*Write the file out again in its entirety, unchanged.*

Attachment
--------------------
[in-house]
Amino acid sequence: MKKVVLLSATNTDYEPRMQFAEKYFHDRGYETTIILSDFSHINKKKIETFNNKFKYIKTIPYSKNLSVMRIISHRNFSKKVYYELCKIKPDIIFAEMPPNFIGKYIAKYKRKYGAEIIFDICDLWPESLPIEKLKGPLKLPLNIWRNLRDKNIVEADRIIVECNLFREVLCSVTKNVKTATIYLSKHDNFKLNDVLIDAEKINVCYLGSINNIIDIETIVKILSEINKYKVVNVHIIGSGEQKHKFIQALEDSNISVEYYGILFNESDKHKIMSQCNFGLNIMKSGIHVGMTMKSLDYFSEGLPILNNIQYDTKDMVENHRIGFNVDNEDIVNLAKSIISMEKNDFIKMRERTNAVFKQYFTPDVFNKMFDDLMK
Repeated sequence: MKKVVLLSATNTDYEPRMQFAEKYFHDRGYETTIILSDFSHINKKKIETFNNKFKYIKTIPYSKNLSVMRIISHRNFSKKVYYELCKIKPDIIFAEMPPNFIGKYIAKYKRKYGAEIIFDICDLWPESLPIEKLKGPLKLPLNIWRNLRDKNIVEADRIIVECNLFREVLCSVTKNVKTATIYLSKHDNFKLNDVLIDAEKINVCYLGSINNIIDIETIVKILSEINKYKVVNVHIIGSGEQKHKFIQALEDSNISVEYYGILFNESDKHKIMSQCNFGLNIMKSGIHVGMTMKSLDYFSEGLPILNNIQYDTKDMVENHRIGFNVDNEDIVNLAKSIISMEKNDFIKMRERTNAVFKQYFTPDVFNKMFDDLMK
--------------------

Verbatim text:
[in-house]
Amino acid sequence: MKKVVLLSATNTDYEPRMQFAEKYFHDRGYETTIILSDFSHINKKKIETFNNKFKYIKTIPYSKNLSVMRIISHRNFSKKVYYELCKIKPDIIFAEMPPNFIGKYIAKYKRKYGAEIIFDICDLWPESLPIEKLKGPLKLPLNIWRNLRDKNIVEADRIIVECNLFREVLCSVTKNVKTATIYLSKHDNFKLNDVLIDAEKINVCYLGSINNIIDIETIVKILSEINKYKVVNVHIIGSGEQKHKFIQALEDSNISVEYYGILFNESDKHKIMSQCNFGLNIMKSGIHVGMTMKSLDYFSEGLPILNNIQYDTKDMVENHRIGFNVDNEDIVNLAKSIISMEKNDFIKMRERTNAVFKQYFTPDVFNKMFDDLMK
Repeated sequence: MKKVVLLSATNTDYEPRMQFAEKYFHDRGYETTIILSDFSHINKKKIETFNNKFKYIKTIPYSKNLSVMRIISHRNFSKKVYYELCKIKPDIIFAEMPPNFIGKYIAKYKRKYGAEIIFDICDLWPESLPIEKLKGPLKLPLNIWRNLRDKNIVEADRIIVECNLFREVLCSVTKNVKTATIYLSKHDNFKLNDVLIDAEKINVCYLGSINNIIDIETIVKILSEINKYKVVNVHIIGSGEQKHKFIQALEDSNISVEYYGILFNESDKHKIMSQCNFGLNIMKSGIHVGMTMKSLDYFSEGLPILNNIQYDTKDMVENHRIGFNVDNEDIVNLAKSIISMEKNDFIKMRERTNAVFKQYFTPDVFNKMFDDLMK